Health protection and sustainable developmentBMJ 2004; 328 doi: https://doi.org/10.1136/bmj.328.7454.1450 (Published 17 June 2004) Cite this as: BMJ 2004;328:1450
- Jon G Ayres (), professor,
- Raymond Agius (), professor
- Department of Environmental and Occupational Medicine, University of Aberdeen, Aberdeen AB25 2ZP
- Centre for Occupational and Environmental Health, University of Manchester, Manchester M13 9PL
Time for joined up thinking
The effects of environmental exposures on health have recently been addressed by two government documents: one from the Health Protection Agency (HPA) and one, on sustainable development, from the Department for Environment, Food and Rural Affairs (DEFRA).1 2 Although both address specific issues, they seem to have been written without reference to each other, leaving gaps in coverage and a failure to appreciate the need for a wider view of the environment and its impact on health.
The Health Protection Agency, set up in the wake of the New York terrorist attack, embraces the activities previously covered by the Public Health Laboratory Service, the National Radiological Protection Board, the Communicable Disease Surveillance Centre, the National Poisons Information Service, and the regional chemical hazard management groups. The plan defines 12 very broad strategic and laudable goals with which one cannot really argue (box 1).
Importantly, the plan also appreciates the need to extend the work of the agency to chronic exposures to chemicals, accepts the need for horizon scanning on the consequences of exposures to the full range of chemicals released into the environment, and the need to develop staff with the required skills. On this basis one might be forgiven for thinking that this document could be regarded as the United Kingdom's response to the European Union's call for more Europe wide collaborative coherence on the effects of environmental exposures on health,3 a call that required each member country to produce a national environmental health action plan. In fact, DEFRA's document on sustainable development was intended as the response to this European call.2 It provides a range of 15 headline indicators including one marked “health,” embracing life expectancy, air quality, heart disease, and osteoporosis—a rather eclectic collection (box 2).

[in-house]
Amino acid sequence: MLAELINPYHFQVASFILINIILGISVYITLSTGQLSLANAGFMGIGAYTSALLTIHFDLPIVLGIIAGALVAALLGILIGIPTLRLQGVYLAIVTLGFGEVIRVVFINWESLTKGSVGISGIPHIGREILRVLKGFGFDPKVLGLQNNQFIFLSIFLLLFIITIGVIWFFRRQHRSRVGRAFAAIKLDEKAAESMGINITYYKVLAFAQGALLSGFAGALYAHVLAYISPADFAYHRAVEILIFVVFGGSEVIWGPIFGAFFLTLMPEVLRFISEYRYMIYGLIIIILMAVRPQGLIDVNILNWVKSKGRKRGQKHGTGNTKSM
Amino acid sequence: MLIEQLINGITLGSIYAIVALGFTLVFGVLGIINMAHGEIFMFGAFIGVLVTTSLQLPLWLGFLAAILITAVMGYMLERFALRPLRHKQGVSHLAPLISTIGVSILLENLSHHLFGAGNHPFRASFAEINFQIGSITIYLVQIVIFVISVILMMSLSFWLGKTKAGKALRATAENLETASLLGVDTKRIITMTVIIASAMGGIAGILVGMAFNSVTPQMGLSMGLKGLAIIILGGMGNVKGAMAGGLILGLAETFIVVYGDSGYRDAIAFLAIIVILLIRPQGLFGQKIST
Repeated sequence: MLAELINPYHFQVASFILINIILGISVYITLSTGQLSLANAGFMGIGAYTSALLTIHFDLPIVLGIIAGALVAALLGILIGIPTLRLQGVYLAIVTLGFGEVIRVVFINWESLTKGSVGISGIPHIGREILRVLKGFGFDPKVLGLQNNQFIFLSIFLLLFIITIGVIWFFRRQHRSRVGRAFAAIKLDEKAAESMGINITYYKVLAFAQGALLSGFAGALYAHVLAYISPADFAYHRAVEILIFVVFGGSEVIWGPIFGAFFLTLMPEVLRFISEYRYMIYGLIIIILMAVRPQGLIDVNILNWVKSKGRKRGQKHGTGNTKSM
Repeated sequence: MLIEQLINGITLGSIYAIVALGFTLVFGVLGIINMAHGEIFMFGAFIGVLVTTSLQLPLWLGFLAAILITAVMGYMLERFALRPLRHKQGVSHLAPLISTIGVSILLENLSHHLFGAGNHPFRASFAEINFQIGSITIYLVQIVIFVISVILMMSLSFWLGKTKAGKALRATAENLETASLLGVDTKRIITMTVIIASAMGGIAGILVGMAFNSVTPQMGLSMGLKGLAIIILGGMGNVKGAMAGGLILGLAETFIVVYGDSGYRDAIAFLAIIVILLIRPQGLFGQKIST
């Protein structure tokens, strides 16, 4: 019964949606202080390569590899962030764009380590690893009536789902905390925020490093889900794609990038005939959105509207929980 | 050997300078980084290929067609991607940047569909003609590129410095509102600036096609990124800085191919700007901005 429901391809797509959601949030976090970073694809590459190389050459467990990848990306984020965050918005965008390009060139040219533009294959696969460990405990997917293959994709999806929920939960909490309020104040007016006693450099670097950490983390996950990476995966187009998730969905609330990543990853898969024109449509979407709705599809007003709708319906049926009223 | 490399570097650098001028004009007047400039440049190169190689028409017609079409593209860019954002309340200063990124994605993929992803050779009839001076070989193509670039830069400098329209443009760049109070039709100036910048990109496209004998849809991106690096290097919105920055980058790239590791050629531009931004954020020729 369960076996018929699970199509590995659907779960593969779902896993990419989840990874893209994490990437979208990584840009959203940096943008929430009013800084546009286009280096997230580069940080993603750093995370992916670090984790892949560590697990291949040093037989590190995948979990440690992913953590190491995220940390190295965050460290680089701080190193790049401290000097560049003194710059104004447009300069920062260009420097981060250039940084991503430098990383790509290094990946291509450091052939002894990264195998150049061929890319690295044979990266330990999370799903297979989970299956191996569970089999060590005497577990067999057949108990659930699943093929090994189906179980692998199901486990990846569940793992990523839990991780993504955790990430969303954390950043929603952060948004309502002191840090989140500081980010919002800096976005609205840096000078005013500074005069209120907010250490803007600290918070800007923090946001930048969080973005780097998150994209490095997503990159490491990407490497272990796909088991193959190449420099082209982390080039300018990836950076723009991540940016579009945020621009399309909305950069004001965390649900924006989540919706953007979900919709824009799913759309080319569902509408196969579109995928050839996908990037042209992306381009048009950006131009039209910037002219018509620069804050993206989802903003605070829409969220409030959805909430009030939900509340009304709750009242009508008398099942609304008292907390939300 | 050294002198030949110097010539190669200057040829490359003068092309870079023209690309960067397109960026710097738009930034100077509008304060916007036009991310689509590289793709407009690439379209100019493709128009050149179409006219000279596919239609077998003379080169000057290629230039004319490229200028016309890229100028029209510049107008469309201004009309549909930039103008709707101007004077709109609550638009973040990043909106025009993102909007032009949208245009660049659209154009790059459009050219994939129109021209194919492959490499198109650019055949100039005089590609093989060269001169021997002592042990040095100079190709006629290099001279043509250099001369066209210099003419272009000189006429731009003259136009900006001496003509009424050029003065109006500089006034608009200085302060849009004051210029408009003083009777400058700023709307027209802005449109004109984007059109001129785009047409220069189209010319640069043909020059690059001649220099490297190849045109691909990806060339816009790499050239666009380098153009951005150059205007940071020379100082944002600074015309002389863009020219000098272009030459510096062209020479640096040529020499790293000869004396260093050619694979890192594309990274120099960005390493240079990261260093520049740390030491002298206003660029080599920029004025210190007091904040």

Box 1: Health Protection Agency—strategic goals
To prevent and reduce impact and consequences of infectious diseases
To anticipate and prevent the adverse health effects of acute and chronic exposure to hazardous chemicals and other poisons
To reduce the adverse effects of exposure to ionising and non-ionising radiation
To identify, prepare, and respond to new and emerging diseases and health threats
To identify and develop appropriate responses to childhood diseases associated with infections, chemical or radiation hazards
To improve preparedness of responses to health protection emergencies, including those caused by deliberate release
To strengthen information and communication systems for identifying and tracking diseases and exposures to infectious, chemical, and radiological hazards
To build and improve the evidence base through a comprehensive programme of research
To develop a skilled and motivated workforce
To manage knowledge and share expertise and strengthen international working
To build on and develop the intellectual assets of the organisation in partnership with industry and other customers
To raise the understanding of health protection and the involvement of the public so that there is access to authoritative, impartial, and timely information and advice
Box 2:Headline indicators of sustainable development
Poverty and social exclusion
River water quality